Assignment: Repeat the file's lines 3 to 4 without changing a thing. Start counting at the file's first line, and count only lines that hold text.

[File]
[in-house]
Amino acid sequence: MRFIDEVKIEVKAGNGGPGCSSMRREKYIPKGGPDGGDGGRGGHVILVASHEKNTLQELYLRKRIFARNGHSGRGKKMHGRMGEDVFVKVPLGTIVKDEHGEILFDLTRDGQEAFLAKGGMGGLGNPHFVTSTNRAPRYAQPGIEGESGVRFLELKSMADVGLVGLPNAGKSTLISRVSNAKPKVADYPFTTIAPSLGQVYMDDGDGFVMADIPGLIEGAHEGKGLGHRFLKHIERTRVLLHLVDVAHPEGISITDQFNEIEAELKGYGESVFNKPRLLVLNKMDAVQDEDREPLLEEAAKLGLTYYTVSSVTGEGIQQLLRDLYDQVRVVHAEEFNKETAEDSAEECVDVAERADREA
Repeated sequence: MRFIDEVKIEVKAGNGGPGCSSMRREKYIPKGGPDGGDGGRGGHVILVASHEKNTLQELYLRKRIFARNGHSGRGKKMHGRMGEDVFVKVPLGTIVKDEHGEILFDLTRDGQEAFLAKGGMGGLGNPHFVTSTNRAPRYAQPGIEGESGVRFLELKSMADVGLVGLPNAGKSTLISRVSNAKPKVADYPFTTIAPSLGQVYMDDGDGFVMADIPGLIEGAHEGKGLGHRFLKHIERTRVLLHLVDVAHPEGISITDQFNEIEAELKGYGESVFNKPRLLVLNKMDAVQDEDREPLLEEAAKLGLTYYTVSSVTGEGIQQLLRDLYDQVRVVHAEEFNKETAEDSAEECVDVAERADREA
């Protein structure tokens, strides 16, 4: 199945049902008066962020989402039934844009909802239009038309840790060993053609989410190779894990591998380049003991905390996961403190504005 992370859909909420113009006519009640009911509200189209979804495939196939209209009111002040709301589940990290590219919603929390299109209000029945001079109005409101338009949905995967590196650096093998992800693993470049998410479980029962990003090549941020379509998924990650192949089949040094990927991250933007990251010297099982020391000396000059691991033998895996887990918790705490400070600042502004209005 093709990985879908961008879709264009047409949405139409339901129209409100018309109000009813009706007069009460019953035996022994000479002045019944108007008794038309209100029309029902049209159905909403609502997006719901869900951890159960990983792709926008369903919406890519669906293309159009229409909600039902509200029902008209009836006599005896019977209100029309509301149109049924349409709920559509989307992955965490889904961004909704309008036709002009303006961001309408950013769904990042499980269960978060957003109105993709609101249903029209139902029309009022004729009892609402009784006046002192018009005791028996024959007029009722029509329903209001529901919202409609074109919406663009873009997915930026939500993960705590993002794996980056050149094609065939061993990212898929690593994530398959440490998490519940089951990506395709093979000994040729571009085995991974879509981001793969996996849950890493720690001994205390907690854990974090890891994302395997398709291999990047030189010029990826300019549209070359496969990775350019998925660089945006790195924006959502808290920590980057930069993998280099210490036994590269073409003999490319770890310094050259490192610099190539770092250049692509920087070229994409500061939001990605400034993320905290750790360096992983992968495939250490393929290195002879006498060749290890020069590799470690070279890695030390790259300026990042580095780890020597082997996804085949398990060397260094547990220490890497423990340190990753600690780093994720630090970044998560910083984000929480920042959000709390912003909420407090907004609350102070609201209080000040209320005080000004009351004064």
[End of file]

Repeated sequence: MRFIDEVKIEVKAGNGGPGCSSMRREKYIPKGGPDGGDGGRGGHVILVASHEKNTLQELYLRKRIFARNGHSGRGKKMHGRMGEDVFVKVPLGTIVKDEHGEILFDLTRDGQEAFLAKGGMGGLGNPHFVTSTNRAPRYAQPGIEGESGVRFLELKSMADVGLVGLPNAGKSTLISRVSNAKPKVADYPFTTIAPSLGQVYMDDGDGFVMADIPGLIEGAHEGKGLGHRFLKHIERTRVLLHLVDVAHPEGISITDQFNEIEAELKGYGESVFNKPRLLVLNKMDAVQDEDREPLLEEAAKLGLTYYTVSSVTGEGIQQLLRDLYDQVRVVHAEEFNKETAEDSAEECVDVAERADREA
């Protein structure tokens, strides 16, 4: 199945049902008066962020989402039934844009909802239009038309840790060993053609989410190779894990591998380049003991905390996961403190504005 992370859909909420113009006519009640009911509200189209979804495939196939209209009111002040709301589940990290590219919603929390299109209000029945001079109005409101338009949905995967590196650096093998992800693993470049998410479980029962990003090549941020379509998924990650192949089949040094990927991250933007990251010297099982020391000396000059691991033998895996887990918790705490400070600042502004209005 093709990985879908961008879709264009047409949405139409339901129209409100018309109000009813009706007069009460019953035996022994000479002045019944108007008794038309209100029309029902049209159905909403609502997006719901869900951890159960990983792709926008369903919406890519669906293309159009229409909600039902509200029902008209009836006599005896019977209100029309509301149109049924349409709920559509989307992955965490889904961004909704309008036709002009303006961001309408950013769904990042499980269960978060957003109105993709609101249903029209139902029309009022004729009892609402009784006046002192018009005791028996024959007029009722029509329903209001529901919202409609074109919406663009873009997915930026939500993960705590993002794996980056050149094609065939061993990212898929690593994530398959440490998490519940089951990506395709093979000994040729571009085995991974879509981001793969996996849950890493720690001994205390907690854990974090890891994302395997398709291999990047030189010029990826300019549209070359496969990775350019998925660089945006790195924006959502808290920590980057930069993998280099210490036994590269073409003999490319770890310094050259490192610099190539770092250049692509920087070229994409500061939001990605400034993320905290750790360096992983992968495939250490393929290195002879006498060749290890020069590799470690070279890695030390790259300026990042580095780890020597082997996804085949398990060397260094547990220490890497423990340190990753600690780093994720630090970044998560910083984000929480920042959000709390912003909420407090907004609350102070609201209080000040209320005080000004009351004064």